Orange Blossom & Cardamom Nan Khatais

Flaky Good Orange Blossom & Cardamom Nan Khatai

The house smells amazing! There are cookies being baked, coconut candy being stirred, murukkus being fried, mutton curry simmering over the stove top, fresh flowers being arranged and oil lamps being lit. Yup, Deepavali is just the corner!

Known as the Hindu Festival of Lights, Deepavali, or Diwali, is a celebration of good over evil and light over darkness. There are many beliefs behind this celebration, with some attributing this day to honoring the return of Lord Rama from his exile upon vanquishing the demon Ravana, or the union of Lord Vishnu and Lakshmi, among others. Whichever it is, it is a time for family and friends, for food and for merry-making. It’s glorious!

This year, as part of our contribution to the family’s Deepavali cookie stash, we decided to jazz up the classic Nan Khatai, or eggless Indian shortbread cookies. Cardamom and orange blossom add fresh, sweet twist to these bite-sized pale, flaky, buttery goodness, while flecks of orange zest makes them look oh, so pretty. Can you say #meltinyourmouth?

It’s Deepavali, so let’s feast!

Ingredients

  • 1 cup + 2 tbsp all purpose flour, sifted
  • 1/2 cup powdered sugar, sifted
  • 1/2 cup room temperature ghee [clarified butter]
  • 1 tsp baking soda
  • 1 tsp orange blossom water
  • 6 cardamom pods, shells removed and seeds crushed to coarse powder
  • Zest of 1 medium orange
  • Pinch of salt

Instructions

  • 1. Cream the ghee and sugar for 3 to 4 minutes on medium speed, until the mixture turns pale and fluffy,
  • 2. Quickly fold in the orange zest, orange blossom water and cardamom.
  • 3. Fold in the salt, baking soda into the ghee mixture and, adding a little flour at a time (reserving the 2 tbsp flour), start lightly kneading the mixture with your fingertips until it forms a dough. If the mixture is too wet, add the reserved flour, starting with just 1 tbsp.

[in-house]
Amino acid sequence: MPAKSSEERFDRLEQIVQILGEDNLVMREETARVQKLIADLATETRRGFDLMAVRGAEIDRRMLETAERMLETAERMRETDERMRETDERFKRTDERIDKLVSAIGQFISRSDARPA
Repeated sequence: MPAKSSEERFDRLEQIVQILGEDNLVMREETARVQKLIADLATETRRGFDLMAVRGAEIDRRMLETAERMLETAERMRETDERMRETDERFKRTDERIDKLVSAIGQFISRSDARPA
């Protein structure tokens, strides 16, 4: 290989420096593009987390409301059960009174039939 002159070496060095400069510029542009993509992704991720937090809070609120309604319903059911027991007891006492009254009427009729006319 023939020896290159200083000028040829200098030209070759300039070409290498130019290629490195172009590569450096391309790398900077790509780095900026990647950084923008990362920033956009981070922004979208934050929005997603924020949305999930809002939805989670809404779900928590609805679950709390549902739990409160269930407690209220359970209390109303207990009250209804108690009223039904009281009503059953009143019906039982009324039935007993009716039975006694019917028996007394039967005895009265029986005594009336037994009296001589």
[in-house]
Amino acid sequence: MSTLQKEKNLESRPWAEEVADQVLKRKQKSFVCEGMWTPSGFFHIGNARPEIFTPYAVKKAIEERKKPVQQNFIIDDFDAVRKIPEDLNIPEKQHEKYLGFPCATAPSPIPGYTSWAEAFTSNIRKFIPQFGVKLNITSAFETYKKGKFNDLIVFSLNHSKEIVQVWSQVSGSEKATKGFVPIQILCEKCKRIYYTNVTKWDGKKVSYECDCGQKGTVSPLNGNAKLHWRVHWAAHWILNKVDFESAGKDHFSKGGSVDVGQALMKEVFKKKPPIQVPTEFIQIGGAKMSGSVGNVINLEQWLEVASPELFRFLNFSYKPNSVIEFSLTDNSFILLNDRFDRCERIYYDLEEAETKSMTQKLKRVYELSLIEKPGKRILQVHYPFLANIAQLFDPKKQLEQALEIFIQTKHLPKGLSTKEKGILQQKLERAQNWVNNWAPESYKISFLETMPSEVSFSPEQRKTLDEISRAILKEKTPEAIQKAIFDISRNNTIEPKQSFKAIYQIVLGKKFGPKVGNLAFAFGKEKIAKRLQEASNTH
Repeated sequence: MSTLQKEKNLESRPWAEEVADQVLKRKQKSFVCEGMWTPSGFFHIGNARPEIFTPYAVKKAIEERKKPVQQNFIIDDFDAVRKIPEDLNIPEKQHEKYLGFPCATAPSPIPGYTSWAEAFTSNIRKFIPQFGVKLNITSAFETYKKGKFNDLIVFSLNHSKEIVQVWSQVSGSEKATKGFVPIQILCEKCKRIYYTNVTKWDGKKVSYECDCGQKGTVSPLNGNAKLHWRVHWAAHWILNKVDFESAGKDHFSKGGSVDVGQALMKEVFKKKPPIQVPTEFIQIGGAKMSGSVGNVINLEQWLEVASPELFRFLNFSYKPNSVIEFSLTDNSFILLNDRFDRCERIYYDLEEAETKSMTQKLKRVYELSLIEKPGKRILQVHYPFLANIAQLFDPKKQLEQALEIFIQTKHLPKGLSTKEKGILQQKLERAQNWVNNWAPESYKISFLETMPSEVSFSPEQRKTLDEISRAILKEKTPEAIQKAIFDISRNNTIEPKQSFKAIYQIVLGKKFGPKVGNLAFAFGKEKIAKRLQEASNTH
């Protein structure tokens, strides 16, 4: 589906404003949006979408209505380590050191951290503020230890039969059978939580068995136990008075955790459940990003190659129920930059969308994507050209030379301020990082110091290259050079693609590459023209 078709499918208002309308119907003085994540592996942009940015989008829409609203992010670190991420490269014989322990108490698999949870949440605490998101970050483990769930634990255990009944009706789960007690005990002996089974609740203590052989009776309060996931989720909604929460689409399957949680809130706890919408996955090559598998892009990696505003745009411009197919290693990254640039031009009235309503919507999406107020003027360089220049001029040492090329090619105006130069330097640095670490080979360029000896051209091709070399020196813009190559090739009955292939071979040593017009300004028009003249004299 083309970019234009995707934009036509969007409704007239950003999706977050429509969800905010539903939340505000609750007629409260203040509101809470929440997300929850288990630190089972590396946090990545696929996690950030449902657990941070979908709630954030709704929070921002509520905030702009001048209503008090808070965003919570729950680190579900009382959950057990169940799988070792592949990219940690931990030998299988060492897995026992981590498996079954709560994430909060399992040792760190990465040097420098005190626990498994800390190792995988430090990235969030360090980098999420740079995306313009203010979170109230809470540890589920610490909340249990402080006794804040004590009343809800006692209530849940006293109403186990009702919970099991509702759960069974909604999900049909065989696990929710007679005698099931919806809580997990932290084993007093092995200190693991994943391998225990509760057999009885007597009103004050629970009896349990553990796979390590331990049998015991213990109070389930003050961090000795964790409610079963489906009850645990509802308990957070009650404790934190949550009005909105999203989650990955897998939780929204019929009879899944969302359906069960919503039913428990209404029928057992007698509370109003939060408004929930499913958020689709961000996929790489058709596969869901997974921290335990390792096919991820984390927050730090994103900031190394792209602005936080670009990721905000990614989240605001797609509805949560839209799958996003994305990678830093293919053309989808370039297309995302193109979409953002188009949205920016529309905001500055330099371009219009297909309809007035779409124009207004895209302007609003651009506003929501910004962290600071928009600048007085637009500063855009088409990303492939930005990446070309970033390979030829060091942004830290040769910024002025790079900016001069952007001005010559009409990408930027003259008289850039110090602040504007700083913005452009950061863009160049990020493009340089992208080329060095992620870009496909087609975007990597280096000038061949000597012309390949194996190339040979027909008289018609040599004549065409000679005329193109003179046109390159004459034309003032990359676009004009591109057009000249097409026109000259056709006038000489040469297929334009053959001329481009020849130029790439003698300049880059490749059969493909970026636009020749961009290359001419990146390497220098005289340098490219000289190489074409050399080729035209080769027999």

• 4. Roll the dough into a log and cut into equal-sized pieces, about 18 - 24. Roll each piece into a ball and flatten to 1cm-thick discs with your palm [Alternately you could roll out the dough and use a cookie cutter]. Use a knife to score an 'x' on each piece.
  • 5. Chill the cookies for at least an hour.
  • 6. Preheat the airfryer to 160°C and bake the cookies in batches for 8 minutes per batch. This cookies are meant to come out a shy yet beautifully even pale yellow hue, like creamed butter. You could, of course, always allow an extra minute baking if you really can't have anything other than golden cookies with your tea.

Note

 

You can use fine granulated or caster sugar in place of powdered, which will result in biscuits which are slightly crunchier but just as delicious. For a richer taste, you can always substitute the ghee with unsalted butter.

We used the airfryer for this one, although this is one of those rare times when we feel the conventional oven may be better suited for the task, albeit with a slightly longer baking time. But if  you are using the airfryer, don’t fret. The nan khatai dough really is very delicate, and so just take care to weigh down the corners of the baking paper with baking stones or something, so that the circulating air does not cause the corners of the baking paper to rise and press the dough, resulting in oddly-shaped cookies. Still great for eating but not for presentation.

As these little babies are quite sweet, pair them with some black tea, like Ceylon, or blend which incorporates orange. Just dunk the cookies in and bite. Afternoons to remember, really.

Recipe Rating

  • (5 /5)
  • (1 Person)

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